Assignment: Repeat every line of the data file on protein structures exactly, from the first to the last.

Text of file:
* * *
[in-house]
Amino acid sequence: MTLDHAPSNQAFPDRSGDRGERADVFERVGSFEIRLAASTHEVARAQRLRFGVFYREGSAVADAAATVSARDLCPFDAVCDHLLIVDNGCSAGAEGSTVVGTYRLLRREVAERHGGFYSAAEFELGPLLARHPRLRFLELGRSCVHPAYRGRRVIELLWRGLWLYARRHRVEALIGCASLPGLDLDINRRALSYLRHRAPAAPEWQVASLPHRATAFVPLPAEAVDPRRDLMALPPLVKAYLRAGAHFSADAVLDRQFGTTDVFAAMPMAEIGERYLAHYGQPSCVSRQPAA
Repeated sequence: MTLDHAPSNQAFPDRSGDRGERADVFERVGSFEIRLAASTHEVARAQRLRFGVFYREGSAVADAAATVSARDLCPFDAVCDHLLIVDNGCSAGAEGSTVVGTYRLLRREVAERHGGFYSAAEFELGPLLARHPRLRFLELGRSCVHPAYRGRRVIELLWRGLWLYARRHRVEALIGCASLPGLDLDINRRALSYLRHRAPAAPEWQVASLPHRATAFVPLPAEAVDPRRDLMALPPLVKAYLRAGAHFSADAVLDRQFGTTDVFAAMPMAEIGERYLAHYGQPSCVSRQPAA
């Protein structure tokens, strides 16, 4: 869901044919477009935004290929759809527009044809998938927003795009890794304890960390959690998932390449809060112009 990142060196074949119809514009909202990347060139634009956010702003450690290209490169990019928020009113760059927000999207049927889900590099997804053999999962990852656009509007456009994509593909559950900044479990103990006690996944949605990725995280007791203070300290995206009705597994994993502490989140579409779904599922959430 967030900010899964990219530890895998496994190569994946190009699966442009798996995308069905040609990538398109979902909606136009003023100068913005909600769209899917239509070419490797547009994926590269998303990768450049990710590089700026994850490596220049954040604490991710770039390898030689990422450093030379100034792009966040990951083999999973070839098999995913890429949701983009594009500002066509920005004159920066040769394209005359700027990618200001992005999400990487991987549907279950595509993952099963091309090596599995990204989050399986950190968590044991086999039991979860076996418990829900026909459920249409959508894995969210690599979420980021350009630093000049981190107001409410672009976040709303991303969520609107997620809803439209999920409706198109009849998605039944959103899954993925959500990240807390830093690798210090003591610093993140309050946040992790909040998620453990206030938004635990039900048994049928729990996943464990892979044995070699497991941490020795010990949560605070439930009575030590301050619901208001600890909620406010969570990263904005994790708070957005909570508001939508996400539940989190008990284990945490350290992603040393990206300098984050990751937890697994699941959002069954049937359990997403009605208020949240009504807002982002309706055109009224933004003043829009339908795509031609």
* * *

[in-house]
Amino acid sequence: MTLDHAPSNQAFPDRSGDRGERADVFERVGSFEIRLAASTHEVARAQRLRFGVFYREGSAVADAAATVSARDLCPFDAVCDHLLIVDNGCSAGAEGSTVVGTYRLLRREVAERHGGFYSAAEFELGPLLARHPRLRFLELGRSCVHPAYRGRRVIELLWRGLWLYARRHRVEALIGCASLPGLDLDINRRALSYLRHRAPAAPEWQVASLPHRATAFVPLPAEAVDPRRDLMALPPLVKAYLRAGAHFSADAVLDRQFGTTDVFAAMPMAEIGERYLAHYGQPSCVSRQPAA
Repeated sequence: MTLDHAPSNQAFPDRSGDRGERADVFERVGSFEIRLAASTHEVARAQRLRFGVFYREGSAVADAAATVSARDLCPFDAVCDHLLIVDNGCSAGAEGSTVVGTYRLLRREVAERHGGFYSAAEFELGPLLARHPRLRFLELGRSCVHPAYRGRRVIELLWRGLWLYARRHRVEALIGCASLPGLDLDINRRALSYLRHRAPAAPEWQVASLPHRATAFVPLPAEAVDPRRDLMALPPLVKAYLRAGAHFSADAVLDRQFGTTDVFAAMPMAEIGERYLAHYGQPSCVSRQPAA
């Protein structure tokens, strides 16, 4: 869901044919477009935004290929759809527009044809998938927003795009890794304890960390959690998932390449809060112009 990142060196074949119809514009909202990347060139634009956010702003450690290209490169990019928020009113760059927000999207049927889900590099997804053999999962990852656009509007456009994509593909559950900044479990103990006690996944949605990725995280007791203070300290995206009705597994994993502490989140579409779904599922959430 967030900010899964990219530890895998496994190569994946190009699966442009798996995308069905040609990538398109979902909606136009003023100068913005909600769209899917239509070419490797547009994926590269998303990768450049990710590089700026994850490596220049954040604490991710770039390898030689990422450093030379100034792009966040990951083999999973070839098999995913890429949701983009594009500002066509920005004159920066040769394209005359700027990618200001992005999400990487991987549907279950595509993952099963091309090596599995990204989050399986950190968590044991086999039991979860076996418990829900026909459920249409959508894995969210690599979420980021350009630093000049981190107001409410672009976040709303991303969520609107997620809803439209999920409706198109009849998605039944959103899954993925959500990240807390830093690798210090003591610093993140309050946040992790909040998620453990206030938004635990039900048994049928729990996943464990892979044995070699497991941490020795010990949560605070439930009575030590301050619901208001600890909620406010969570990263904005994790708070957005909570508001939508996400539940989190008990284990945490350290992603040393990206300098984050990751937890697994699941959002069954049937359990997403009605208020949240009504807002982002309706055109009224933004003043829009339908795509031609």